Dr. He gave his story about the genetically-engineered twins to a reputed science journal which rejected his manuscript. He had also offered the “exclusive story” about his feat to the Associated Press but it wanted to first run it through independent experts like Musunuru before publishing in order to check the veracity of his claims.
“I ended up being one of those independent experts, and that is how I came to read his manuscript. When I started looking through it, I immediately realized that things had gone wrong. The technology CRISPR- Cas9 had not worked the way Dr. He expected. It was messy and it looked really bad, and I was convinced that this was real and not a hoax because if it was a hoax, he would have tried to make the data look perfect,” Musunuru said. Musunuru, who was interviewed by the Associated Press and was quoted extensively in their first article titled “Chinese researcher claims first gene-edited babies” which mentioned that there is no independent confirmation of Dr. He’s claim, and it has not been published in a journal for vetting by other experts, said an experiment on human beings was unconscionable and not morally or ethically defensible.
Since then, Musunuru has given dozens of interviews to the media, explaining gene editing of human as well as its benefits and the downside. Musunuru finally decided to write a book called “The CRISPR Generation: The Story of the World’s First Gene-Edited Babies” in November this year, including not just the flawed experiment of Dr. He but also what the future holds for this technology so ordinary people can have a good understanding of gene editing and the CRISPR-Cas9 technology.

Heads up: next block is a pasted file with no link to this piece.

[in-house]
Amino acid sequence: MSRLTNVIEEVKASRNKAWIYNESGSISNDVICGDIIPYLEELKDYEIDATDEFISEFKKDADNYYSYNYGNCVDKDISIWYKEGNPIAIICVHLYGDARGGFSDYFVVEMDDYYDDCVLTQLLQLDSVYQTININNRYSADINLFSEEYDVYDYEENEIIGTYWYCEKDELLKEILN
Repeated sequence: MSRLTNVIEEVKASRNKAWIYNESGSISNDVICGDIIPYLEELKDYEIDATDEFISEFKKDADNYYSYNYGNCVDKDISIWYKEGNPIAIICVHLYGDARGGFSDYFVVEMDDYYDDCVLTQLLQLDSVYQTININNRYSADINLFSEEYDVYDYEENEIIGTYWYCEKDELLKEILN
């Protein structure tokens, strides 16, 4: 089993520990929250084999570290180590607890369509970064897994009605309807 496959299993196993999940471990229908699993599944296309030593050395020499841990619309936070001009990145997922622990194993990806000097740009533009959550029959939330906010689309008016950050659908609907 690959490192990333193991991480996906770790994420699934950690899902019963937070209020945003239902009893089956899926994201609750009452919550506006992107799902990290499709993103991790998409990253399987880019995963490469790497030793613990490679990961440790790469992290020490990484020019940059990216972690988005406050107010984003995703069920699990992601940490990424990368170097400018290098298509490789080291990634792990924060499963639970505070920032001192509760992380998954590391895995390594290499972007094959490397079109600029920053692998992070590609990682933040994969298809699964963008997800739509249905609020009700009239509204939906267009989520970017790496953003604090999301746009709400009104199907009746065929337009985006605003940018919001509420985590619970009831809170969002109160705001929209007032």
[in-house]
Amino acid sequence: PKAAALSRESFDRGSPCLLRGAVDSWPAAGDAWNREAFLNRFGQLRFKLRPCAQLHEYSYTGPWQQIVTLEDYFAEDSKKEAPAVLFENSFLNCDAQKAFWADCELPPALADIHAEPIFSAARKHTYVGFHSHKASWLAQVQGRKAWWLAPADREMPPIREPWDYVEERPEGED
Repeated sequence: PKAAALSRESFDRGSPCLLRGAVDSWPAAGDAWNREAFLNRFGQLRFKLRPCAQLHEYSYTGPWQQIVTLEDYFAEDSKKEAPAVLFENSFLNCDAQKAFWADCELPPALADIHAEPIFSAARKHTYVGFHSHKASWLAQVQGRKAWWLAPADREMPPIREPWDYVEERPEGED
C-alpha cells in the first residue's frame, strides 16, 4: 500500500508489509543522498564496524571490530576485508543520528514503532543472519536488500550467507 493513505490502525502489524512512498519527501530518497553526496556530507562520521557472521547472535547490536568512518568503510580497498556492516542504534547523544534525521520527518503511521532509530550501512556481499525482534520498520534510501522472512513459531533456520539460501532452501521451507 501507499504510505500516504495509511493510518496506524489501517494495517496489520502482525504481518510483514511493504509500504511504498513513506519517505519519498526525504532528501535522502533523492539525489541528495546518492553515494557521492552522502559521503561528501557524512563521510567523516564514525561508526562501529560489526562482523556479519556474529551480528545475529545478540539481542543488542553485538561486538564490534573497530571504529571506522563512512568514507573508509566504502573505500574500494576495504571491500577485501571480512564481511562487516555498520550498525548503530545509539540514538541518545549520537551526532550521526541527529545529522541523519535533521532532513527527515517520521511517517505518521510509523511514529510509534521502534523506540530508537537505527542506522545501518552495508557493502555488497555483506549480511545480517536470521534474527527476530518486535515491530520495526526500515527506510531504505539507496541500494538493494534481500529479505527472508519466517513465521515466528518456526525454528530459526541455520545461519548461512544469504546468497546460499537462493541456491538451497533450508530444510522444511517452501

Talking about the promise of gene editing in health care, Musunuru referred to two patients, one each in U.S. and Germany, who were suffering from sickle cell disease and beta thalassemia, and received CRISPR therapy a few months ago as part of clinical trials and not only did the therapy work but seemingly both the patients may actually be cured.
“This would be historic because these are diseases that previously were incurable and now with CRISPR we have an answer to these ailments and these two patients who may actually be cured and that is part of the promise that these rare diseases can be cured through gene editing,” he said.
For the last ten years Musunuru has been working in his laboratory to use CRISPR tool to turn off a cholesterol gene in the liver in adults who had suffered a heart attack or have a high risk of getting a heart attack in the future because of high cholesterol.
“My idea is to use CRISPR and to turn off the cholesterol gene, and what that should do is not just reduce the cholesterol level in blood but reduce that permanently, because when you change the gene you have changed it forever, and so the cholesterol level will come down permanently and you will have lifetime type protection against heart disease,” Musunuru told this correspondent.